It’s a frustrating paradox encountered by many HR professionals: although they are dedicated to supporting others in their career development and professional choices, their own careers are often relegated to the background. Likewise, in spite of the vital work they do in helping bring about positive business outcomes and a competitive advantage through employee engagement, HR professionals are not always well-respected within their own organizations, particularly at the management level.
If this scenario sounds familiar to you, it may be time to think about how you can take responsibility for standing out in your career, advancing your own ambitions, and earning adequate recognition. Here are four simple strategies to help you take your first steps towards these big objectives.
Establish a specialization.
To a certain extent, HR professionals are required to be jacks-of-all-trades: dealing with an employee dispute one day and participating in a succession planning session the next. But in order to gain more recognition for your expertise, it can be a helpful strategy to build a reputation around a specialized niche.
Think about creating a kind of “sub-brand” for yourself within the context of your wider HR experience, and use that as a springboard for career opportunities. Perhaps you have a particular flair for talent recruitment, or for creating successful employee incentive programs. Whatever your skill or subject area of focus may be, learn as much as you can about it, and find as many opportunities to practice and promote it as possible.
Cast yourself in the role of “go-to expert” both within and outside of your own organization. For example, seeking speaking opportunities at business conferences and other industry events will help strategically boost your presence within the wider HR community.
Utilize email strategically.
Self-promotion, particularly when meeting with a new contact for the first time, can be a delicate thing to negotiate. Fortunately, there’s a simple trick that can boost the odds that the person you’re meeting will know who you are (not always something you can take for granted!) and will treat your background and experience with respect from the very first handshake.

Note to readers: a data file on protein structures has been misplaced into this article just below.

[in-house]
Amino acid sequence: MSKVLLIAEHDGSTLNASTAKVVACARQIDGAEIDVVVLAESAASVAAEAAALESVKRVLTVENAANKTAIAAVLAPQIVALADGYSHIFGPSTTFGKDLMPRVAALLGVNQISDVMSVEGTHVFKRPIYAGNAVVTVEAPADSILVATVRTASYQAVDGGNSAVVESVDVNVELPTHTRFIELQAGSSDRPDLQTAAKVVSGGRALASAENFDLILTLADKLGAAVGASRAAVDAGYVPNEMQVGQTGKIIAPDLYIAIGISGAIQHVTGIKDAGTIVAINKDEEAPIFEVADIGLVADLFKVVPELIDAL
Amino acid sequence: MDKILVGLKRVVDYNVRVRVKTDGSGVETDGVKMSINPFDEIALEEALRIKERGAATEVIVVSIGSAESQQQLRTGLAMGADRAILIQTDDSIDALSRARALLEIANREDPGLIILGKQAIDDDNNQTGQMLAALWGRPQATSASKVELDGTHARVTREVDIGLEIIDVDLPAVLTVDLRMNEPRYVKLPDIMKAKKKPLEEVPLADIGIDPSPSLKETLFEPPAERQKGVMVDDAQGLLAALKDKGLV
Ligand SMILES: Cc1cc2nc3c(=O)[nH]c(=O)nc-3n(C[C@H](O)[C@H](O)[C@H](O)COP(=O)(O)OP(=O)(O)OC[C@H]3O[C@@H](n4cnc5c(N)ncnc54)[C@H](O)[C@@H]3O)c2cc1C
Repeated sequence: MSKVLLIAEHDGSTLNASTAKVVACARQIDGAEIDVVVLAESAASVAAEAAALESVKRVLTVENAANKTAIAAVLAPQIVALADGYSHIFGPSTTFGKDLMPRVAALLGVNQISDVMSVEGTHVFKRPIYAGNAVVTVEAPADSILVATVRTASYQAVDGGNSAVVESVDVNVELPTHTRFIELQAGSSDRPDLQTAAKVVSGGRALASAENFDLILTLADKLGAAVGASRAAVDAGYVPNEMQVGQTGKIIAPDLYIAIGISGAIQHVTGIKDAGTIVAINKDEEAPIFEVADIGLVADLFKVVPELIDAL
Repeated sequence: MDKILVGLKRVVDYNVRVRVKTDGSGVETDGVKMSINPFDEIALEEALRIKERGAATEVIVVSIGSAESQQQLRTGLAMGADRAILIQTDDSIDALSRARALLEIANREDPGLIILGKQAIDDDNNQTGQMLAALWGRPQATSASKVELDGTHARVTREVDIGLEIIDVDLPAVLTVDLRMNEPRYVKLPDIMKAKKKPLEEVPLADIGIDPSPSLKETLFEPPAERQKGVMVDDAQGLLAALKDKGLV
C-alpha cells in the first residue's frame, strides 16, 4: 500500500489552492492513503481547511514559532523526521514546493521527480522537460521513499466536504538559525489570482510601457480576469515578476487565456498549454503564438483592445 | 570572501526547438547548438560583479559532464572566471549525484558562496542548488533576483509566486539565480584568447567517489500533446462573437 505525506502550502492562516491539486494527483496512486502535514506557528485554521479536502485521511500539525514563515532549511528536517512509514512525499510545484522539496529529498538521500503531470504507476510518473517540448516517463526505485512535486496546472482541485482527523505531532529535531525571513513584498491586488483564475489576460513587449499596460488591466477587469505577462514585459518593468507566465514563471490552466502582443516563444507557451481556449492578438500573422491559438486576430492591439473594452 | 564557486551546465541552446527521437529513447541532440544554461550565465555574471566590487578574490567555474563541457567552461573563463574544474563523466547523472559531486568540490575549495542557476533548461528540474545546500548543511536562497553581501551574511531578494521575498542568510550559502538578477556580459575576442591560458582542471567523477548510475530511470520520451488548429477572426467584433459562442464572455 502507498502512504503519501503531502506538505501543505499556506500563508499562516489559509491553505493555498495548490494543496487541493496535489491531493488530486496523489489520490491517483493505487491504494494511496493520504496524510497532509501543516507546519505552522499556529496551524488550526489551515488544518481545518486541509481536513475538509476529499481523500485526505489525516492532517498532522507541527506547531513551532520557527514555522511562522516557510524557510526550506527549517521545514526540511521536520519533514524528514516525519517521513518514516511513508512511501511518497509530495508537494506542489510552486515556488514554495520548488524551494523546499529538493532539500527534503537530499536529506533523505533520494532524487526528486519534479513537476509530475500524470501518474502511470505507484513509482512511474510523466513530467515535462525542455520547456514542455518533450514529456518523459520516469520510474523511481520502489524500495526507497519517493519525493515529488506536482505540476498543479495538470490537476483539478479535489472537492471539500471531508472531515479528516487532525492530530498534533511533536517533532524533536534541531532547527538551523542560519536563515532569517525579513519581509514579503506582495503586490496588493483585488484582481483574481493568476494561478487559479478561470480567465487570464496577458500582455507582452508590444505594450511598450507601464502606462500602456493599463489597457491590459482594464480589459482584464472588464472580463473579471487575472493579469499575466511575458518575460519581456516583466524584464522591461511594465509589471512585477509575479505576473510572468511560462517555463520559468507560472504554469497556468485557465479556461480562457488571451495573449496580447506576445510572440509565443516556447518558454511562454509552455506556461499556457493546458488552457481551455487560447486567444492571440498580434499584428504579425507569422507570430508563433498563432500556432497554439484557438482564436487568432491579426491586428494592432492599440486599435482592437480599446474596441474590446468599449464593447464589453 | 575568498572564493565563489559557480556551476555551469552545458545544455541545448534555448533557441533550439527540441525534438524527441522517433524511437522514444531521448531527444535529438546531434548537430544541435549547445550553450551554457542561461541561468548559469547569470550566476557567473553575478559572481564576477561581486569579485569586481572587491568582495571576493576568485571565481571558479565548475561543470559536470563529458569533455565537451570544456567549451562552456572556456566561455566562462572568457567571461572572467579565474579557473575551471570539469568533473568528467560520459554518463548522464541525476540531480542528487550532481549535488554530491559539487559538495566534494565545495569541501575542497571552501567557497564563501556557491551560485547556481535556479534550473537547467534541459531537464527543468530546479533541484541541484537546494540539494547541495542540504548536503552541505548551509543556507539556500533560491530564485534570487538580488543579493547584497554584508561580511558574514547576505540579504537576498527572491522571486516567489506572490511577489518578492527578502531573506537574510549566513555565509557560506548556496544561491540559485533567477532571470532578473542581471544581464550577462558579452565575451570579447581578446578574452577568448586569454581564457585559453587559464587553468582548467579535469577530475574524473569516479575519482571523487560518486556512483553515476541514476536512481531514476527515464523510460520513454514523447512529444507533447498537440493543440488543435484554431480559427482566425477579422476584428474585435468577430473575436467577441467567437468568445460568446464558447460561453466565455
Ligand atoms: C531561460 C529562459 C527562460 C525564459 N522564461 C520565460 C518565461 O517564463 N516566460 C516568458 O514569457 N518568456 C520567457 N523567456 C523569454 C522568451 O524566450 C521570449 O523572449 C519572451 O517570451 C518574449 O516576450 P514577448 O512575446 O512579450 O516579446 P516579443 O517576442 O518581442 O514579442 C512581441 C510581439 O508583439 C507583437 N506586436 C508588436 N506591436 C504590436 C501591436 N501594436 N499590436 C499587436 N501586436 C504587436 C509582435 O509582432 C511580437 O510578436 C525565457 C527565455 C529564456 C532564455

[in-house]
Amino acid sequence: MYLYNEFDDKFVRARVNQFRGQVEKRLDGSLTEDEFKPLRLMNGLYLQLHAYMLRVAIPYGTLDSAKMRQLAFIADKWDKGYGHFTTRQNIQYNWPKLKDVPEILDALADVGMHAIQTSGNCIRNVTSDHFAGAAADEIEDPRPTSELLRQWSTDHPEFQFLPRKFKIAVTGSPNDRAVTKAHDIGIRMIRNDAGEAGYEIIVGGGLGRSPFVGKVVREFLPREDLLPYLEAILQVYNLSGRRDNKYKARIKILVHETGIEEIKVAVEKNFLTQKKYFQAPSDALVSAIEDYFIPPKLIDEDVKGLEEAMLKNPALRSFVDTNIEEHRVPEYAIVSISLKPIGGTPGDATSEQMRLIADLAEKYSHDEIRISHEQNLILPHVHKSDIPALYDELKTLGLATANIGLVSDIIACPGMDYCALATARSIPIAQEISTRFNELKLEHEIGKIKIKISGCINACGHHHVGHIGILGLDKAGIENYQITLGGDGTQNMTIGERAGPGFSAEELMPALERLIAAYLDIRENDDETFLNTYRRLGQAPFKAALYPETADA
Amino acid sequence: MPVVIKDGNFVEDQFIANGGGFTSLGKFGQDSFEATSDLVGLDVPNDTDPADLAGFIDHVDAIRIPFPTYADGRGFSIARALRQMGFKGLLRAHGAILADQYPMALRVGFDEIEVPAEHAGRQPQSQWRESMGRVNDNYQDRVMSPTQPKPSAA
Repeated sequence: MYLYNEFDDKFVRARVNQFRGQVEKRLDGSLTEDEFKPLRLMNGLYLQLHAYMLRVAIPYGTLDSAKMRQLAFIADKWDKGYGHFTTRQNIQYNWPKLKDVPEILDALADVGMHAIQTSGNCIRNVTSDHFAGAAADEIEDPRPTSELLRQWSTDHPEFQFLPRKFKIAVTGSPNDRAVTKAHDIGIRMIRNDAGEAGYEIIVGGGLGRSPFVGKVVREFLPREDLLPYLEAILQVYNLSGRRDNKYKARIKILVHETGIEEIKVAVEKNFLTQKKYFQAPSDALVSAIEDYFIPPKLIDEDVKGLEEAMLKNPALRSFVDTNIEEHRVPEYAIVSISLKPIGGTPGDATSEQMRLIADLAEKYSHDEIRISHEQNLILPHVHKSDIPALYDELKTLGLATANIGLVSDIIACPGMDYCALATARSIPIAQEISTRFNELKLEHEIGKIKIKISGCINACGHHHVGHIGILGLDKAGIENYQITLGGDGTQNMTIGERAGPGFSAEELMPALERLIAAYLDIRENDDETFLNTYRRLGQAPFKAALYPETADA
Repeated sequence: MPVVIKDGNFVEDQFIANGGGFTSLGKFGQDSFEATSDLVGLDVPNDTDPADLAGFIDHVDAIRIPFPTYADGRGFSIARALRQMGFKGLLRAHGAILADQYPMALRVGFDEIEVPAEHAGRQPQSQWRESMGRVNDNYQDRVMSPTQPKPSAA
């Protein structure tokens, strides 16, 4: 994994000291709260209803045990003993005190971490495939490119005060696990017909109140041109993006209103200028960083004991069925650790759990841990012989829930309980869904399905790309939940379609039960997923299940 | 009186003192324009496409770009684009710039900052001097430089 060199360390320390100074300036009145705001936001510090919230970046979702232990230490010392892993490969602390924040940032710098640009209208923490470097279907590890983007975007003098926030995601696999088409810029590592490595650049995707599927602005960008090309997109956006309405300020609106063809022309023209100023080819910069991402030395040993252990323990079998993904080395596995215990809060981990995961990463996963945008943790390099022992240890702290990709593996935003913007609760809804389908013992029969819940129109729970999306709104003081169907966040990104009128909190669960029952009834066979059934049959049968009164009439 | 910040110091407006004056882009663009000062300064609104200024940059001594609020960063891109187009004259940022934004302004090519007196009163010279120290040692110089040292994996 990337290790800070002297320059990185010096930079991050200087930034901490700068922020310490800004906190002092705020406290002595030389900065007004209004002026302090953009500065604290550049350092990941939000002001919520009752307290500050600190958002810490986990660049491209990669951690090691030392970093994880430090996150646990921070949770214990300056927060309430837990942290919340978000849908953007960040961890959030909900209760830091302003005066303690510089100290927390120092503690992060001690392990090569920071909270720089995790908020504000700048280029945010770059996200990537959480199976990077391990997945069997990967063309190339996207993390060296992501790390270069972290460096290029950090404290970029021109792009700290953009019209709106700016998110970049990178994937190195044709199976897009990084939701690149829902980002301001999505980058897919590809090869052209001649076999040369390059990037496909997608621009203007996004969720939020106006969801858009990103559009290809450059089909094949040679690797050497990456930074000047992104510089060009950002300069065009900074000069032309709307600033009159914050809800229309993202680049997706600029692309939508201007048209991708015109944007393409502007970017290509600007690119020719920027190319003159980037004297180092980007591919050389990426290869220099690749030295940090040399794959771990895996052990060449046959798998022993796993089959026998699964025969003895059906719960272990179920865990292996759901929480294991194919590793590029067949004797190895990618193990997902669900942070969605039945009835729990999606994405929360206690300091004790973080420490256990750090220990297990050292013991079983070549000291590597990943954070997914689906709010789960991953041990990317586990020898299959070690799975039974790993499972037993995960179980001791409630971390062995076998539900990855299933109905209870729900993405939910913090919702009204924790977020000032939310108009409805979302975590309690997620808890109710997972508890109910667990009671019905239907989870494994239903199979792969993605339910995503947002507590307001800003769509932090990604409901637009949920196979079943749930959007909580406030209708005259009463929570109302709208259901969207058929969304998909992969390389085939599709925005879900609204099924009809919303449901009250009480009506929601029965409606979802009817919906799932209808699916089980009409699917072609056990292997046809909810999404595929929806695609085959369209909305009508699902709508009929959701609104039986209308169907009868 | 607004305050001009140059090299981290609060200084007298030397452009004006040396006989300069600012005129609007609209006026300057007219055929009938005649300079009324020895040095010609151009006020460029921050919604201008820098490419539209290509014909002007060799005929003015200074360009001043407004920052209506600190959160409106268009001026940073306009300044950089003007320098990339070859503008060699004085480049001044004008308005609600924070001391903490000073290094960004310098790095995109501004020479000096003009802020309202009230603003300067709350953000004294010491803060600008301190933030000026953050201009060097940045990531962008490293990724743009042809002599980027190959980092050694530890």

That trick is to send an email a few days ahead of time to the person you’re going to be meeting with. Use a subject heading like “In advance of our meeting” to help ensure the message will be read. In the body of the email, mention that you’re looking forward to the meeting and explain that you’d like to share a bit of information about your relevant knowledge and expertise in order to make the meeting as fruitful and efficient as possible.
Believe it or not, this is a great way to highlight your professional accomplishments without coming across like you’re bragging. This is because, according to experts like psychologist Robert Cialdini, people are less likely to perceive information as boastful when it’s in written format as opposed to when it’s verbally communicated.
Facilitate connections for others.
What are the most critical parts of a network? The connection points: the places where the disparate branches of an entity join together. Making yourself into a hub is thus one of the surest ways of making yourself indispensable within your network.
Rather than isolating yourself by only connecting with other HR professionals or other colleagues with whom you happen to be collaborating, reach out to different people and groups across your organization. Familiarize yourself with what other departments are up to and look for opportunities to act as a connector, or a kind of professional relationship broker, between people who might not otherwise come into contact with each other.
The more you can make yourself valued as a hub, the more contacts you’ll have who will be able to be both assets and representatives for you in advancing your own career.
Make the importance of your contribution explicit.
Unfortunately, many leaders still need to be convinced that HR is more than just a peripheral role that is not critical to the operation of the company. It may be up to you to show management why your work matters. If that’s your situation, it’s very important to have hard data and concrete examples of outcomes to back up your arguments.
Saying “My work helps us hold on to quality employees longer” doesn’t have quite the same effect as being able to say “The employee retention program I launched decreased our turnover rate by 25 percent over the last year.” This also means that you need to be sure you are properly measuring the outcomes of your efforts and initiatives in order to be able to take full advantage of persuasive statistics.